California is a community property state. This means that all property acquired after the date of marriage, and before the date of separation, is considered to be community property, unless the property was acquired by gift or inheritance. California recognizes that both spouses make valuable contributions to a marriage, whether those contributions are made through domestic duties or through general employment and financial support, and treats those contributions equally when determining how community property is divided. Property, and other assets are typically characterized by the court as either community property or separate property; this characterization will determine how the court seeks to divide these assets at the time of trial.
All property, real or personal, in or out of the state that either you or your spouse acquired through labor or skill during the marriage is community property. You and your spouse may have more community property than you realize. For example, you may have an interest in pension and profit-sharing benefits, stock options, and other retirement benefits. Each spouse owns one-half of all community property. This is true even if only one spouse worked outside of the home during the marriage and even if this property is in only one spouse's name.
With few exceptions, debts incurred during the marriage are community obligations. This includes credit card bills, even if the card is in your name only. Student loans are an exception and are considered separate property debts. Community property possessions and community property debts are divided equally unless you and your spouse agree to an unequal division. You should be aware that if your spouse agrees to pay a community debt and then fails to pay, you may have to pay the creditor. Division of possessions and debts can be complicated. You may each want a lawyer's advice before entering into an agreement.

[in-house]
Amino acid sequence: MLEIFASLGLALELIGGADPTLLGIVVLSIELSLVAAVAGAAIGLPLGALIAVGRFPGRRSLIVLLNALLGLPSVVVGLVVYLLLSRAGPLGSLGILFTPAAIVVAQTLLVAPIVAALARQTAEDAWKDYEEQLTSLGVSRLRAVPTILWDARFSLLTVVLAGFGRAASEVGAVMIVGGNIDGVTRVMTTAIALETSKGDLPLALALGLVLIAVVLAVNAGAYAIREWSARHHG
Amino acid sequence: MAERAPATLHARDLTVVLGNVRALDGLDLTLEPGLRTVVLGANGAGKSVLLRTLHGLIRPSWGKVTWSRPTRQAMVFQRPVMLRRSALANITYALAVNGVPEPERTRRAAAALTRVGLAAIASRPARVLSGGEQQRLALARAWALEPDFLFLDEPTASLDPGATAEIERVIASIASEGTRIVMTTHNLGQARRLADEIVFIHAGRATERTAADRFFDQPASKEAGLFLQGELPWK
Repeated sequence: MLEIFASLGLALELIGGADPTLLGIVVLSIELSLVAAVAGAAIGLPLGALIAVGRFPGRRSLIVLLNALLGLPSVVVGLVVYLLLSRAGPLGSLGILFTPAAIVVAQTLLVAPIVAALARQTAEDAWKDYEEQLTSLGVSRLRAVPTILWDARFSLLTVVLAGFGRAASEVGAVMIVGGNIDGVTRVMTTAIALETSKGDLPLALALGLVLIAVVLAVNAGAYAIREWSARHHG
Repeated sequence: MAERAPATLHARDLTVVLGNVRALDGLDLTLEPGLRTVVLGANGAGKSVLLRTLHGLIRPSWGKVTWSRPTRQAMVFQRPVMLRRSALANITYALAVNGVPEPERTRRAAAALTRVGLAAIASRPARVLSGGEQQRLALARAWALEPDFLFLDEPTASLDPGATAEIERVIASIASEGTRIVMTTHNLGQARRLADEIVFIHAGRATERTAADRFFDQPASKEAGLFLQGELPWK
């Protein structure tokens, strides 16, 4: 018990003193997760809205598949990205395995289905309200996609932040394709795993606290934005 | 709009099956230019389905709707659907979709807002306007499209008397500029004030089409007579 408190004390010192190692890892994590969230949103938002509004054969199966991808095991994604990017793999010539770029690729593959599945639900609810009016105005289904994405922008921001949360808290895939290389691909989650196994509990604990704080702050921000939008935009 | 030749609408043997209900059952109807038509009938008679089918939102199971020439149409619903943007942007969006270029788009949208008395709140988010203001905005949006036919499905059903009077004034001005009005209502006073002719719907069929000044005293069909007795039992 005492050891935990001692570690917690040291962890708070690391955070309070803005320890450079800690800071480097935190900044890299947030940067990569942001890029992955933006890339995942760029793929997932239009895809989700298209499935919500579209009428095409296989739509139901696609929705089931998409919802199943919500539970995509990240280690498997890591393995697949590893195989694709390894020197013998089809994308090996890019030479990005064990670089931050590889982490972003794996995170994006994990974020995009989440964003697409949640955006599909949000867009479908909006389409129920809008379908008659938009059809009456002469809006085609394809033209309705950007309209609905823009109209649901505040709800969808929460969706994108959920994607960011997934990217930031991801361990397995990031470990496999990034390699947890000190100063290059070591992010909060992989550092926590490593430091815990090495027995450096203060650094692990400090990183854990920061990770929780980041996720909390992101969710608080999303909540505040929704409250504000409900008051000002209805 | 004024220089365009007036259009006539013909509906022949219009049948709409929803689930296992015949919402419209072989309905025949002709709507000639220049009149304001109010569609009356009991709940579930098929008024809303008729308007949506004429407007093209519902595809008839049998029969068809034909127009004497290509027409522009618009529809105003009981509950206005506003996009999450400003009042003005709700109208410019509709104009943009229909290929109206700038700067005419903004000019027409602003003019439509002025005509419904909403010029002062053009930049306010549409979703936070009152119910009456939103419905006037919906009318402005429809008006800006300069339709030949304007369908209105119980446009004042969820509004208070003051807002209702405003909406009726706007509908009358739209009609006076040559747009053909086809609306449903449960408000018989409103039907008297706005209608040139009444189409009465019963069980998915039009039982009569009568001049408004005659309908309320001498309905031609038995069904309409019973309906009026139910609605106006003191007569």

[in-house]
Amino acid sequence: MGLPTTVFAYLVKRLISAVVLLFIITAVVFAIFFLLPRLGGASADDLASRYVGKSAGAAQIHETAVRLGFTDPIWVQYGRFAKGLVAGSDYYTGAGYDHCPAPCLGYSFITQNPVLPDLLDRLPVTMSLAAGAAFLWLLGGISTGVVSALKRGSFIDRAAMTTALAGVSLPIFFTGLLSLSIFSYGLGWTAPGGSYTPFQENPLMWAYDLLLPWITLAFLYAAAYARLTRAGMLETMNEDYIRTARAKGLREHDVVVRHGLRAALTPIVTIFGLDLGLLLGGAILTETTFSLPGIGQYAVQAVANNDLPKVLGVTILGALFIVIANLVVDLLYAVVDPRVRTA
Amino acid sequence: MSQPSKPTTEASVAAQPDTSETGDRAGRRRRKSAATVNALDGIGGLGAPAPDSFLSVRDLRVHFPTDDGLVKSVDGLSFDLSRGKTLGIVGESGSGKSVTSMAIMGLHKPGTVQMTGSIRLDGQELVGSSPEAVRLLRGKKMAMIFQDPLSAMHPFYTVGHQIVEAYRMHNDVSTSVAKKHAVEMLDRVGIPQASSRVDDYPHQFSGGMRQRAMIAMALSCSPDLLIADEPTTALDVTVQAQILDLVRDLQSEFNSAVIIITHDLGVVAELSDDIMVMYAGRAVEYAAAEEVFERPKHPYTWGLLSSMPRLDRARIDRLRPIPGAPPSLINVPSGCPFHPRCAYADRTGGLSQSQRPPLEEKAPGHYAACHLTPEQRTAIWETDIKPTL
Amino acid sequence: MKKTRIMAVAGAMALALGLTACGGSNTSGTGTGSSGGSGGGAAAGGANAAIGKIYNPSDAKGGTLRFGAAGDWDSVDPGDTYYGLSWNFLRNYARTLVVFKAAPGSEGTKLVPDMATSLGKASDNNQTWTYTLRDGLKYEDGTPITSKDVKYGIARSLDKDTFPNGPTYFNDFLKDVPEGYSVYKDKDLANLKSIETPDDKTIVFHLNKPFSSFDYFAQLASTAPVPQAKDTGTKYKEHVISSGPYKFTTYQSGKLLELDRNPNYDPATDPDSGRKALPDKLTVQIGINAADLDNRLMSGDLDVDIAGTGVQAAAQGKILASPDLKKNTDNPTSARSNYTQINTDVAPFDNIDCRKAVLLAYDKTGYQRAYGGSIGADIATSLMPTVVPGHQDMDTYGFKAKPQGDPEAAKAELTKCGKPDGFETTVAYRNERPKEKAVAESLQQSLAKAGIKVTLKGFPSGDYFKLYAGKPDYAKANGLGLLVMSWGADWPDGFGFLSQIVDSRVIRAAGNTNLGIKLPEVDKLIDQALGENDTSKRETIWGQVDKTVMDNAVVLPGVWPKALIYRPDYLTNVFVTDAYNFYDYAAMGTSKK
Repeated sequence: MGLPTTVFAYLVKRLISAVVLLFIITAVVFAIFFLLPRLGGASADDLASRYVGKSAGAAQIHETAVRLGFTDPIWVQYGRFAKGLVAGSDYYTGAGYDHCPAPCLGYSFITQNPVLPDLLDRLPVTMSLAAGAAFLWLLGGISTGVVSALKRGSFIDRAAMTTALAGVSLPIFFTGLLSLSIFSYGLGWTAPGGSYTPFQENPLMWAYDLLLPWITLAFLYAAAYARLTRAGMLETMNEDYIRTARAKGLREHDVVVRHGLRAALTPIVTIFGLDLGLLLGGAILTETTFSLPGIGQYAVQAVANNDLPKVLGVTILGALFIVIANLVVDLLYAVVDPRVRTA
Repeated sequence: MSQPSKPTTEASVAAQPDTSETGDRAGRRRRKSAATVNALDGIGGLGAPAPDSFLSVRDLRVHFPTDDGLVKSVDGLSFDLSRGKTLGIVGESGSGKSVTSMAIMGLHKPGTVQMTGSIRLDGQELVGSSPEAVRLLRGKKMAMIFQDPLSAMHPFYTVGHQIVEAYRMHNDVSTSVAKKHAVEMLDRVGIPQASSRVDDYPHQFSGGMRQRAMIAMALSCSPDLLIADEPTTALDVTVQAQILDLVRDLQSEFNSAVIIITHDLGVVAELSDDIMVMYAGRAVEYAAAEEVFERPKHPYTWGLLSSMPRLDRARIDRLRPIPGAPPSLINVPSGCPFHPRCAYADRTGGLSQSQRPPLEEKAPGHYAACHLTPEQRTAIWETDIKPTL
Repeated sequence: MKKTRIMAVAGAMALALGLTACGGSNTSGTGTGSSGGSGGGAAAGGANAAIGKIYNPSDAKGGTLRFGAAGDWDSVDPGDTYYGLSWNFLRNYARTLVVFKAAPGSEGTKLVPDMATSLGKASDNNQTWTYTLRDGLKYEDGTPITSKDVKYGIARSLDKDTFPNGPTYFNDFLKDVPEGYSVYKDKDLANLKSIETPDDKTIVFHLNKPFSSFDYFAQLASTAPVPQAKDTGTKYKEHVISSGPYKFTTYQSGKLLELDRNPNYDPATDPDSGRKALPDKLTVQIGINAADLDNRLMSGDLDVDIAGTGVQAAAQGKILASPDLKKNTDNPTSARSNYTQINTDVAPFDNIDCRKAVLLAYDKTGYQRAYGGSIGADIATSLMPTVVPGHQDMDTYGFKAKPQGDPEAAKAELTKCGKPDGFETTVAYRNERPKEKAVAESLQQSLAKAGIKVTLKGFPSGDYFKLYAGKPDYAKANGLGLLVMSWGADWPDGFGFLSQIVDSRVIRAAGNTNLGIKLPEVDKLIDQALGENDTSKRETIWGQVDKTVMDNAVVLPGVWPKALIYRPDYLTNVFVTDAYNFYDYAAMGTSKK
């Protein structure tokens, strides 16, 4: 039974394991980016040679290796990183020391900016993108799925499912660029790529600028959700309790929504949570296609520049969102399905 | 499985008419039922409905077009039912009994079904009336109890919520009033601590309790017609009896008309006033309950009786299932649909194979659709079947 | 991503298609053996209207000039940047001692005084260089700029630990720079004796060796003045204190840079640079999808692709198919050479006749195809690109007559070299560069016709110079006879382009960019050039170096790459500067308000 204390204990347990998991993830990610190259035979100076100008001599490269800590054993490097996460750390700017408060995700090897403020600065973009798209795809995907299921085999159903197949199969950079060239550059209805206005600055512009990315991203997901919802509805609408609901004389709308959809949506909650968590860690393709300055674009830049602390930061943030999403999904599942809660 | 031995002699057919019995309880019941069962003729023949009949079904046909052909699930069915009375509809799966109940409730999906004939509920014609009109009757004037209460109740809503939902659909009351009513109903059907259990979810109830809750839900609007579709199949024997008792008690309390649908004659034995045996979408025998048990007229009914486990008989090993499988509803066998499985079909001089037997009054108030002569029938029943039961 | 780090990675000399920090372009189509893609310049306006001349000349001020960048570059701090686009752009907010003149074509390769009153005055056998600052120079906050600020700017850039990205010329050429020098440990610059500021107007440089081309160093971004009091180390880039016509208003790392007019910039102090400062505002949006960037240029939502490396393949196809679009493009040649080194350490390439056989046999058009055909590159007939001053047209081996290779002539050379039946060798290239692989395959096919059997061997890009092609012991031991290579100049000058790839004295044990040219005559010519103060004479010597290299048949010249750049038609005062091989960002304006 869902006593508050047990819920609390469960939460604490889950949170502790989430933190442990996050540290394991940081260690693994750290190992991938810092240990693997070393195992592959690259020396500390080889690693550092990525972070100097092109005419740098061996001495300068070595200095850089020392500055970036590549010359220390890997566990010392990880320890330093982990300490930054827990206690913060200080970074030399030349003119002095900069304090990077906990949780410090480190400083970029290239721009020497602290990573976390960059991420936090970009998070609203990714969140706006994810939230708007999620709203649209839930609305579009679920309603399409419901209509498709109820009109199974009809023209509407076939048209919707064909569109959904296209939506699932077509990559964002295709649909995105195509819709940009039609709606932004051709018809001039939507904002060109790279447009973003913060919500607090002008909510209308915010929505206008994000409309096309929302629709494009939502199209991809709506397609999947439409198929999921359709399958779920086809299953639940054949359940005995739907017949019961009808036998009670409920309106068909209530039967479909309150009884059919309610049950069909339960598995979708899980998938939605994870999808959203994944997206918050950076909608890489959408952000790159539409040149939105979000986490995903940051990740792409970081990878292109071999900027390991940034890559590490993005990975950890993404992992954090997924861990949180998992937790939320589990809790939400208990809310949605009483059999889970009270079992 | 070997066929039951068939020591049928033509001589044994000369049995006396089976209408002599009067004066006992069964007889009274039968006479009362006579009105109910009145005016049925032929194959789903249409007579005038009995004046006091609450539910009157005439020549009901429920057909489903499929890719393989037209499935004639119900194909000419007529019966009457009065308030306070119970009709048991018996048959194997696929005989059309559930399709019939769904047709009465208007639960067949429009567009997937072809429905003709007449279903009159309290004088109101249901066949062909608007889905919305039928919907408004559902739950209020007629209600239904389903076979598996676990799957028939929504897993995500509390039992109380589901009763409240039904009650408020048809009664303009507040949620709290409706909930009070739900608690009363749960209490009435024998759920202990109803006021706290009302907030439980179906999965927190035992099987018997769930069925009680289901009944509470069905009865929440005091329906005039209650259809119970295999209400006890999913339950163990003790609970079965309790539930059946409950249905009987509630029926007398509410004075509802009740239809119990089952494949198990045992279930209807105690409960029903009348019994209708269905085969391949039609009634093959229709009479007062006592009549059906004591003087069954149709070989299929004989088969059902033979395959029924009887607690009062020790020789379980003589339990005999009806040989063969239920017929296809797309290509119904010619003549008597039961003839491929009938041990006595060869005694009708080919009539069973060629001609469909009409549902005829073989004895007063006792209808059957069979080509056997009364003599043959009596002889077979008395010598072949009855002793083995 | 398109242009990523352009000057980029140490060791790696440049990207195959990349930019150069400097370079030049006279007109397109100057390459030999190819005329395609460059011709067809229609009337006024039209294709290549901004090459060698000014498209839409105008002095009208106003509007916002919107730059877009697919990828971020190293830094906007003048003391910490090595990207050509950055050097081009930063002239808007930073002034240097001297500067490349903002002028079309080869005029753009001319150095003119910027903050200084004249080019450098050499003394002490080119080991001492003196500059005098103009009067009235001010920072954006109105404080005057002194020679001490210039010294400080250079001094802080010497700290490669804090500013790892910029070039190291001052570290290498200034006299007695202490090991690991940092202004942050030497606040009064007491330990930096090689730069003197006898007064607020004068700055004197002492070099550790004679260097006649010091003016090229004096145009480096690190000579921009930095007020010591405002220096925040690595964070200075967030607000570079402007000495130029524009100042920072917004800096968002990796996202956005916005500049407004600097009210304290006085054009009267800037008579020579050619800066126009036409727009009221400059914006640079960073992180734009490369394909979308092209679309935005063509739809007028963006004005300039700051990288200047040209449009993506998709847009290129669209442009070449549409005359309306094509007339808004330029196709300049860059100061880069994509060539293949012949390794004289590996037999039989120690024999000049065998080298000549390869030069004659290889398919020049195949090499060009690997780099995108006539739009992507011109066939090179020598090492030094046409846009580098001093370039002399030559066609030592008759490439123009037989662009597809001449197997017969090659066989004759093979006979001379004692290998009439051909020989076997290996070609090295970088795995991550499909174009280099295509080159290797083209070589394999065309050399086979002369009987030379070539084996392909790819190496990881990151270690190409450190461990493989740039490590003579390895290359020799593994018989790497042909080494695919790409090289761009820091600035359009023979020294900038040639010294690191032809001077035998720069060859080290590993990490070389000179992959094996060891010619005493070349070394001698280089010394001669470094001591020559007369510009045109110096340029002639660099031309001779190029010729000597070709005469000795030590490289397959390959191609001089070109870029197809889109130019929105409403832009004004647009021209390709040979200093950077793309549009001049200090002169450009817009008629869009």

If you and your spouse can't agree on the division of debts and possessions, a judge will make the decision. Ownership of each of your belongings might not be split between you and your spouse; instead, a judge might give each of you items of equal value. For example, if your spouse gets the furniture and appliances, you might get the family car or something else of equal value.
Separate property is property acquired before your marriage, including rents or profits received from these items; property received after the date of your separation with your separate earnings; inheritances that were received either before or during marriage; and gifts to you alone, not you and your spouse.
Problems with identifying separate property occur when separate property has been mixed with community property. You may be entitled to receive your separate property back even if it has been mixed. There are complex tracing requirements where property has been mixed, and you may want to seek the advice of a lawyer.
Debts incurred before getting married or incurred after separating from your spouse are your separate property debts. Determining the character of property can be complicated. Your lawyer can help make sure your property is properly listed as "community" or "separate."
Although this concept is relatively simple, certain transactions during the marriage - such as simple refinance - complicate matters. Sometimes it is necessary to hire the services of a forensic accountant to assist in painting a clearer picture.
If you have any questions about the proper division of your assets and debts, please contact us for a consultation.
If you have any further questions or need additional information about our Family Law services, please do not hesitate to call (714) 441-5905.